As anyone who has read this blog knows I tend to enjoy the mental aspect of running 100 miles. There is something about going beyond 100K in a single run that tests the mental fortitude of just about every ultrarunner I know.

On a recent run I was thinking about some of my favorite 100 mile races and the brief, but significant, impact of short paved sections in these races. In Angeles Crest, Wasatch, and Western States there are short, but impactful, paved sections that can wear on the mind of the runner and turn a good day bad in a hurry. What follows are some thoughts on these three sections in these three excellent 100 mile races:

The Sulfur Springs Road at Angeles Crest: This long, steady uphill takes the runner to the Mount Hillyer Aid Station at Mile 49 of the race. Winding up a steady grade for a bit over two miles the Sulfur Springs Road is almost always hot, dry, and nasty. The key to this section is, for me, to try to run every step, to zigzag across the road trying to catch every section of shade, and to keep cool by pouring water over my head throughout the climb. The runner who can run most or all of this road will certainly make time on the competition.

Millcreek Canyon Road at Wasatch: This 3 mile section of road leads from Elbow Fork at the bottom of Bearass Pass to the 61 Mile Aid Station at Upper Big Water. Usually, by this point in the race the temperatures have cooled and the shady, winding road feels deceptively pleasant. However, the car and bike traffic moving up and down the road combined with the relentlessly uphill nature of this section can wear on even the most experienced runner in ways that are tough to combat. Knowing that one of the most beautiful sections of the course awaits after Mile 61 tends to motivate me to get this section done as quickly as possible. It's easy to walk this but if you want to make time you need to run more than walk.

Bath Road at Western States: At Mile 60.6 in Western States the runner emerges out of the heat of Volcano Canyon and is greeted by the pavement and monotony of Bath Road. The 1.6 mile stretch from the bottom of the road to the Foresthill Aid Station runs uphill for just over 1 mile before gently descending to the school at Mile 62. Bath Road, while shorter than Millcreek and Sulfur Springs, can sap a runners energy and dampen the runner's will to push hard. The uphill grade is steady but runnable. Failure to run assertively on the climb up this road will certainly result in a loss of time. Knowing that a nice, long downhill awaits after Foresthill is often motivation enough for me to hammer this section and get it behind me.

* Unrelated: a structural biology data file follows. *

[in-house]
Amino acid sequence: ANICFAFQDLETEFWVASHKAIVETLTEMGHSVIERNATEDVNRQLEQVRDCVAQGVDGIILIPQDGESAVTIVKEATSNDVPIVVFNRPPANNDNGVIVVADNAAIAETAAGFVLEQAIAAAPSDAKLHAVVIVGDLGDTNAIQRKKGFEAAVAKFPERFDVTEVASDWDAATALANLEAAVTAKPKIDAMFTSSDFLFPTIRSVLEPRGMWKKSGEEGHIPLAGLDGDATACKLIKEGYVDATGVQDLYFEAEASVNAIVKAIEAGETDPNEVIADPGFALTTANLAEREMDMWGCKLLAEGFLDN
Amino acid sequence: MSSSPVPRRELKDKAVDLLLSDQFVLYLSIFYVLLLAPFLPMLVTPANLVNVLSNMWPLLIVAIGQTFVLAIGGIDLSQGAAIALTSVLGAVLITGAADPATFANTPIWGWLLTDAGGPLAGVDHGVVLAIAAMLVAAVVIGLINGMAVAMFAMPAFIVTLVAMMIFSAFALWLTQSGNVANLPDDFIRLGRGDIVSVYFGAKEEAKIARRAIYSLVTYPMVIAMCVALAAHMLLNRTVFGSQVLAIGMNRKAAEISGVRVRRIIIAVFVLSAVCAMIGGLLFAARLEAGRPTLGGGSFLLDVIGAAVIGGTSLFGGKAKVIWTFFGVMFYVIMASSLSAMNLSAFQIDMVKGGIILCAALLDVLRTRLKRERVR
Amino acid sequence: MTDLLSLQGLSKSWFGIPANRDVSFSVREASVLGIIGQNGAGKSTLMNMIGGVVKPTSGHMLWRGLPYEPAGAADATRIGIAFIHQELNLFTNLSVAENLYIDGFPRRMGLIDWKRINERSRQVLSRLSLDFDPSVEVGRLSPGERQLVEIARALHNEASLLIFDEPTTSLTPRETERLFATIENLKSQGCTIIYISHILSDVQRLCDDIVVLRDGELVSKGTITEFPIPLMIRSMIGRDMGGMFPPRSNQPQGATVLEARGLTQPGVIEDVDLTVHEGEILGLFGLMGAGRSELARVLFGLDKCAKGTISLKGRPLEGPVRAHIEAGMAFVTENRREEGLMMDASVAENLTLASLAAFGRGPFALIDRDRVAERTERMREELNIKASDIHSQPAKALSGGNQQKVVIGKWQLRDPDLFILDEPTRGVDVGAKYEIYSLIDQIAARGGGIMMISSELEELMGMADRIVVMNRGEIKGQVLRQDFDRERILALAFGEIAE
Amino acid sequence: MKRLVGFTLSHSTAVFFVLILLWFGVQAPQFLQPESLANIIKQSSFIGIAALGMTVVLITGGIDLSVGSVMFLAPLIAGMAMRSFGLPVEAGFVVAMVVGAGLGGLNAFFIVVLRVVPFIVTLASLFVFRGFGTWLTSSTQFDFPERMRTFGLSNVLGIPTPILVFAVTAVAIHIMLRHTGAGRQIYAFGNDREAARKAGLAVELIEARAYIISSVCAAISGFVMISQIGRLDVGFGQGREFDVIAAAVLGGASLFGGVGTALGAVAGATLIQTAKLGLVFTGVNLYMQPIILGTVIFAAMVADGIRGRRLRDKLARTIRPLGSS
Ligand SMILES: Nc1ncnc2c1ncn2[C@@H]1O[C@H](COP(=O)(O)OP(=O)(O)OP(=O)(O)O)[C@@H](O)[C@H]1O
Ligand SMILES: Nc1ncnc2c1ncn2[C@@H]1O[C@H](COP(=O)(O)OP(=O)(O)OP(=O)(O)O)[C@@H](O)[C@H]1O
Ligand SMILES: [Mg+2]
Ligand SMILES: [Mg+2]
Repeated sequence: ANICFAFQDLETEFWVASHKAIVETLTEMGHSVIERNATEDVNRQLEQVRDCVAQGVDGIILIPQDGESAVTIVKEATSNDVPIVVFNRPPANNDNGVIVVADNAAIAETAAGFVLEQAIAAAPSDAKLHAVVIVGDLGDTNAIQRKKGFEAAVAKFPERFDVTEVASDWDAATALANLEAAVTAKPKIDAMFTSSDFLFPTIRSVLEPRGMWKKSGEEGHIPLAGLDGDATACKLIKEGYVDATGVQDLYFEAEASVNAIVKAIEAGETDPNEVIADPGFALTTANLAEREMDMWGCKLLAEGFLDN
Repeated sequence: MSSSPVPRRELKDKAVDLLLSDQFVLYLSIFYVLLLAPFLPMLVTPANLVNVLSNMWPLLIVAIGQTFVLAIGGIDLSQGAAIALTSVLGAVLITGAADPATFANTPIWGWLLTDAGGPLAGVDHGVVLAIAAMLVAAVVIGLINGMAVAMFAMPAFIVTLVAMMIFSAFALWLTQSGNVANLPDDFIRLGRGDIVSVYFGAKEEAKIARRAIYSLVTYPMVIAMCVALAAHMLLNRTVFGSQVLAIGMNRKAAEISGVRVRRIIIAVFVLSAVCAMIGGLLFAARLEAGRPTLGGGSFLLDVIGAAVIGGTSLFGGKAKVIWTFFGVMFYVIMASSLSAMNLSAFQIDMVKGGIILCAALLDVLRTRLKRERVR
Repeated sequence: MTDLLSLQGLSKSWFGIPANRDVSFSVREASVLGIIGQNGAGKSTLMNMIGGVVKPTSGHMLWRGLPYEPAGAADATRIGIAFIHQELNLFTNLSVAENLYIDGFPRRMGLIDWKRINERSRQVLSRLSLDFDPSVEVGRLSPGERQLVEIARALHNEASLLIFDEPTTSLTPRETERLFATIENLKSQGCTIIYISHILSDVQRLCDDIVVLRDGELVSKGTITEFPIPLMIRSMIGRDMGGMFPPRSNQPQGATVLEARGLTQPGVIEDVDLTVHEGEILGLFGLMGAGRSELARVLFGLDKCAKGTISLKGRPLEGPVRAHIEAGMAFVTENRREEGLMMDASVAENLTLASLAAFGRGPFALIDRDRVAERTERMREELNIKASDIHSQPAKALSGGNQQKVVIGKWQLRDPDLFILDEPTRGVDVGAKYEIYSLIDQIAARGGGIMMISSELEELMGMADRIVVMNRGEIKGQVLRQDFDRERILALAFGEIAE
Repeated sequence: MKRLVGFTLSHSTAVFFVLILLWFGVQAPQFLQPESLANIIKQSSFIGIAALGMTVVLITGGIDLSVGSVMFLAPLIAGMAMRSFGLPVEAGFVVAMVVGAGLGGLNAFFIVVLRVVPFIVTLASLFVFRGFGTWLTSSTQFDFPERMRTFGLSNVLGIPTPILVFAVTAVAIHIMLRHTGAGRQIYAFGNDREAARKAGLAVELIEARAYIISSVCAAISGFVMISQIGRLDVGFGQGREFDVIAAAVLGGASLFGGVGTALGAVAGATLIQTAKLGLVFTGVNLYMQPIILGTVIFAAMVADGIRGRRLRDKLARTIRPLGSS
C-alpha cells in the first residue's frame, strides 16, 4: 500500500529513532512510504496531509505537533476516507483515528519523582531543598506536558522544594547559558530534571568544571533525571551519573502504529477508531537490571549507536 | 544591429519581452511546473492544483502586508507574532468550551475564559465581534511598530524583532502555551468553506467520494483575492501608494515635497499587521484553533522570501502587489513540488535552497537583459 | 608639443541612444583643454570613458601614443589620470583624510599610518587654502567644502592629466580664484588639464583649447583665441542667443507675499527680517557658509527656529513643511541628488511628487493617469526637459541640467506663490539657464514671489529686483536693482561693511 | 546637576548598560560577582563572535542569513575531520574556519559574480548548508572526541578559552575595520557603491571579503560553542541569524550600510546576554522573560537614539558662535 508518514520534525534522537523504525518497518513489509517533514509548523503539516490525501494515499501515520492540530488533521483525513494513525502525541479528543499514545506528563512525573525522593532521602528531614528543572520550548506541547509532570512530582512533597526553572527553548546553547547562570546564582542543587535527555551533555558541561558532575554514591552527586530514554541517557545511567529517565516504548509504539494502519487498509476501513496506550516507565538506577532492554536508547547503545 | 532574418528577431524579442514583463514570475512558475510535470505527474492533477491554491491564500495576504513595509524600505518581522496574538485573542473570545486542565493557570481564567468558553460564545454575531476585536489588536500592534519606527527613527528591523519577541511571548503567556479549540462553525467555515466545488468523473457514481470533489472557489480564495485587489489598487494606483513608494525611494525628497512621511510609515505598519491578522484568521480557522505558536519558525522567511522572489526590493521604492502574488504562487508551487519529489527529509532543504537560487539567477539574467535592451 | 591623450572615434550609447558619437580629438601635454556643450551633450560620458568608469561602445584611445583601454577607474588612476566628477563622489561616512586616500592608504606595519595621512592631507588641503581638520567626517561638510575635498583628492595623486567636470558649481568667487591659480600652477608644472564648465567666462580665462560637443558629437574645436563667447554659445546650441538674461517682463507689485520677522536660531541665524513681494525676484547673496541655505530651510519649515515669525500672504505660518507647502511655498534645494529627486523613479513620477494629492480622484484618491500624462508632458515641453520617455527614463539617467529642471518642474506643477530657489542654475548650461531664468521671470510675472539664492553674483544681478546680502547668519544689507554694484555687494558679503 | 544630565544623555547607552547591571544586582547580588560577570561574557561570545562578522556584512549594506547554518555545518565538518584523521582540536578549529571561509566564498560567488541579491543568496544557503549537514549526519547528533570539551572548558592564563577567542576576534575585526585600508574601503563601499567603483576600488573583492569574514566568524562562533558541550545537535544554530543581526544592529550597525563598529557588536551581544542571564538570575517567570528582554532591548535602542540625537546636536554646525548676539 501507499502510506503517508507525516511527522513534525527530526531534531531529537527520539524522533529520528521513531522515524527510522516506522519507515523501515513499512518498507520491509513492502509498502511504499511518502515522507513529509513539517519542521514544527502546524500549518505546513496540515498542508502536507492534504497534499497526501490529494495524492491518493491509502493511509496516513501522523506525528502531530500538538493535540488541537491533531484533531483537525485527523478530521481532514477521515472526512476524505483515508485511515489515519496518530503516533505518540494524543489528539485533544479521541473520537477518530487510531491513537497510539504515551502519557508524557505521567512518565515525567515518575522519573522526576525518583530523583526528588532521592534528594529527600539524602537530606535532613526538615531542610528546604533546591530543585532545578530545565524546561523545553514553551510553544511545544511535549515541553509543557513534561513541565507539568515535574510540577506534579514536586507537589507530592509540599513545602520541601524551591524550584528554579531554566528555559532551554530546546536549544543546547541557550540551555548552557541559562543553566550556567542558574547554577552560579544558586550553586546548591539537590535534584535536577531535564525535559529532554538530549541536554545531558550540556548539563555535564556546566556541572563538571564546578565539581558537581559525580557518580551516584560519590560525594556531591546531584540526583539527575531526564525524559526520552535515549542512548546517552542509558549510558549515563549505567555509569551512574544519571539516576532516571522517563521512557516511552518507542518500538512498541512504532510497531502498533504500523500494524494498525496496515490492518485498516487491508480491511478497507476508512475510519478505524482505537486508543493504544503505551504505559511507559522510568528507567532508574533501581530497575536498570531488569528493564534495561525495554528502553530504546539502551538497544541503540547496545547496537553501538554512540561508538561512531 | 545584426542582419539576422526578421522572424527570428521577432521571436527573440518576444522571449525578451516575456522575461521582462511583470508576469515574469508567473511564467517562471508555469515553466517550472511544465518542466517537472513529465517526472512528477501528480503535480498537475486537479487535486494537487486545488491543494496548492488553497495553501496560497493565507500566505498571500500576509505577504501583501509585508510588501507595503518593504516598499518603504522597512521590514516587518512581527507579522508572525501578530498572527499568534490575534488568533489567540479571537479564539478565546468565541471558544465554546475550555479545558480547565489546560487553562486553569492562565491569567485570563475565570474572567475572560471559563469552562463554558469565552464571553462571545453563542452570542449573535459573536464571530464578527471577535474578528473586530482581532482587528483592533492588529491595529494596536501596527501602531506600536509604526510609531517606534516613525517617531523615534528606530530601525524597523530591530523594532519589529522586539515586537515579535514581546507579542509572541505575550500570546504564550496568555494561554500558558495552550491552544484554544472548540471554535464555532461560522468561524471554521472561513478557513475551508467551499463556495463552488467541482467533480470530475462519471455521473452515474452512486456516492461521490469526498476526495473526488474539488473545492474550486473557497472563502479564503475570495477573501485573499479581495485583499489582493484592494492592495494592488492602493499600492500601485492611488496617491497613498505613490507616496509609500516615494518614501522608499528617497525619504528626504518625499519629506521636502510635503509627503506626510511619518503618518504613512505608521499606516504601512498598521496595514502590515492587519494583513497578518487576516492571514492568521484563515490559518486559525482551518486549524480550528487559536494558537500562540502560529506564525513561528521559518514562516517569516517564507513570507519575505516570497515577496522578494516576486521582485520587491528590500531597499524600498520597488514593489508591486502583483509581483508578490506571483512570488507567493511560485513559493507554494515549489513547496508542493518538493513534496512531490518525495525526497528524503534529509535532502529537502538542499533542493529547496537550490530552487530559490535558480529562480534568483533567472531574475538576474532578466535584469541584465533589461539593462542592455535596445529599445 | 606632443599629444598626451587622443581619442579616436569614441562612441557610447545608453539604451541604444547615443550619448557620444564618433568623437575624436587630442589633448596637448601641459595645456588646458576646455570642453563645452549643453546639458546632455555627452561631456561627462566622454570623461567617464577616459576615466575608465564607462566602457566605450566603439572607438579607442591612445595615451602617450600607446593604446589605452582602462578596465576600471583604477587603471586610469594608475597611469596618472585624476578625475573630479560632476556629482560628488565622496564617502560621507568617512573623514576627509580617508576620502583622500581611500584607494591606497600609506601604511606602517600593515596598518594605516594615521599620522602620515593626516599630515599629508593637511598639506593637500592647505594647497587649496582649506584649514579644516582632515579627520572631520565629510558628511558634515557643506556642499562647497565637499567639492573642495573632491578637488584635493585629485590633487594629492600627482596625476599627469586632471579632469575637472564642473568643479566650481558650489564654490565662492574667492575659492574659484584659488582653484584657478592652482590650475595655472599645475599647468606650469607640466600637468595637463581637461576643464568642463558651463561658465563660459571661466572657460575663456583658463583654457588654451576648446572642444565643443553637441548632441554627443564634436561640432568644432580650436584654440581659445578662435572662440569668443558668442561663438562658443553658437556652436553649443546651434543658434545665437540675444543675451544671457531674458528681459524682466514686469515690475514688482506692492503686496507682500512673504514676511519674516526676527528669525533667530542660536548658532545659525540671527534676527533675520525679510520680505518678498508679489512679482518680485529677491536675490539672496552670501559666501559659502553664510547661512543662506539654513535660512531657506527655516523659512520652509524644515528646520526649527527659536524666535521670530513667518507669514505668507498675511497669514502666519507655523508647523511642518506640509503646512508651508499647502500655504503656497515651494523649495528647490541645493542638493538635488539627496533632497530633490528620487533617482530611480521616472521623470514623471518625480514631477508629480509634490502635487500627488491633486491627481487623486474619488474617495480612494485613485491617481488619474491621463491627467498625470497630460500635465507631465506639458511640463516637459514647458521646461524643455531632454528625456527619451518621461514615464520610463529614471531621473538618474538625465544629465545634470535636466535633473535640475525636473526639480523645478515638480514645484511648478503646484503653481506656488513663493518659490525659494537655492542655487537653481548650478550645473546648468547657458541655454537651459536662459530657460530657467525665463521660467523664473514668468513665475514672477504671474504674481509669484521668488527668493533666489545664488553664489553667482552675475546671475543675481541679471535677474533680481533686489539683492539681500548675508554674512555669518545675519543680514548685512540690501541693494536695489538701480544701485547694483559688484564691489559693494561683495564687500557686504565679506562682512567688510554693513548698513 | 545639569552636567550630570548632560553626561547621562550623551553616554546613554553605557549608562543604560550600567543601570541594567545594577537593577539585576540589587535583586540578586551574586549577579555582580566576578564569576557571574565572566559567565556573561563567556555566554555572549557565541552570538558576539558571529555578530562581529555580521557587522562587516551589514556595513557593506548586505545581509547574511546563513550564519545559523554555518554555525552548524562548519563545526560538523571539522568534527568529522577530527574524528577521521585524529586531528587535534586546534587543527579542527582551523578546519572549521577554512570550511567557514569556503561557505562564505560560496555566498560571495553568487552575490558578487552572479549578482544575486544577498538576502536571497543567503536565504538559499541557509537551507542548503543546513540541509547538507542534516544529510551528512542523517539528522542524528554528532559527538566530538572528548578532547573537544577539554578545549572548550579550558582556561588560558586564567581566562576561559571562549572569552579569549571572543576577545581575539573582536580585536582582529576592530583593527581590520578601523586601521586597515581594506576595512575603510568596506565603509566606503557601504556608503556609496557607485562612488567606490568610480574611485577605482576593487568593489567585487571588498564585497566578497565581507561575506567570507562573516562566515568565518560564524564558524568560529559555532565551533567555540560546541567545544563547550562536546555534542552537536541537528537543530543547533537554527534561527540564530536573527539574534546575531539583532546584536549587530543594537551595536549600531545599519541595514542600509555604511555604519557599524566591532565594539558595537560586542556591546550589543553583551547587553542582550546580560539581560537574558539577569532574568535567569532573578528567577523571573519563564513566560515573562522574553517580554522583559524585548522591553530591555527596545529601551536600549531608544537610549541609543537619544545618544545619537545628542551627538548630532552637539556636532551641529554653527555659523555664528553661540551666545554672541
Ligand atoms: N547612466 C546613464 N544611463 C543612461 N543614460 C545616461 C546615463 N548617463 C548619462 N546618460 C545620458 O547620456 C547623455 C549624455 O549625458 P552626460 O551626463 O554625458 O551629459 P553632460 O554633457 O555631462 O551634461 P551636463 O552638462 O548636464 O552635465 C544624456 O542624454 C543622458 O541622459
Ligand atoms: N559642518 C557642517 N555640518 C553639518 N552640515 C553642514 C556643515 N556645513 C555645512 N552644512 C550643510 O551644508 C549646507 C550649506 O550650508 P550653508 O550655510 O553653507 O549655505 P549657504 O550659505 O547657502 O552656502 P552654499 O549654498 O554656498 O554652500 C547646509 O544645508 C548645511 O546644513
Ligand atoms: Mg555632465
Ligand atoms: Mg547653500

I am sure that there are other sections (paved and otherwise) that are "focusbusters" in some of the big 100 mile races out there. However, these three tough and unfriendly sections should not be taken lightly and preparation holds the key for success in getting through these mentally draining sections.

I hope everyone is enjoying a nice fall of trail running and enjoying a few more weeks on the dirt before the snow and rain arrives.


Thursday, October 16, 2008

Fall running

I am really enjoying running this fall. Since recovering from Wasatch and getting the school year rolling my legs have felt good and the running here in Idaho has been outstanding. It's also been a great time to experiment with some new shoes.

I must admit that I have been intrigued by minimalist footwear lately. Inspired by Anton and Kyle I have been curious about how my body would hold up using some of the lightweight shoes on the market these days.

Having run Wasatch in the Inov-8 295's I was wondering if I could survive even lighter shoes and still have support and traction. Over the past few weeks, since I haven't been training for anything, I have been running in the Inov-8 230's. They are really light! I have worried a bit about injuries from rocks and stuff but, for the most part, they have been fun to run in and they are holding up well. I am wondering what other people have experienced with some of the new lightweight shoes? In particular, I am curious about the following:

Are you more likely to get injured in superlight shoes?
Do the minimalists out there go through shoes more quickly because they're so light?
Do you switch brands and models more often with lightweight shoes than with "regular" shoes?
What's the longest run you've done in a shoe that's say, 8 ounces or less?
What's the best lightweight shoe on the market today?

OK, I know that last question is a bit unfair but I am curious. With so many new lightweight shoes out there it is difficult to keep them all straight.

I hope you're all enjoying a great fall running season.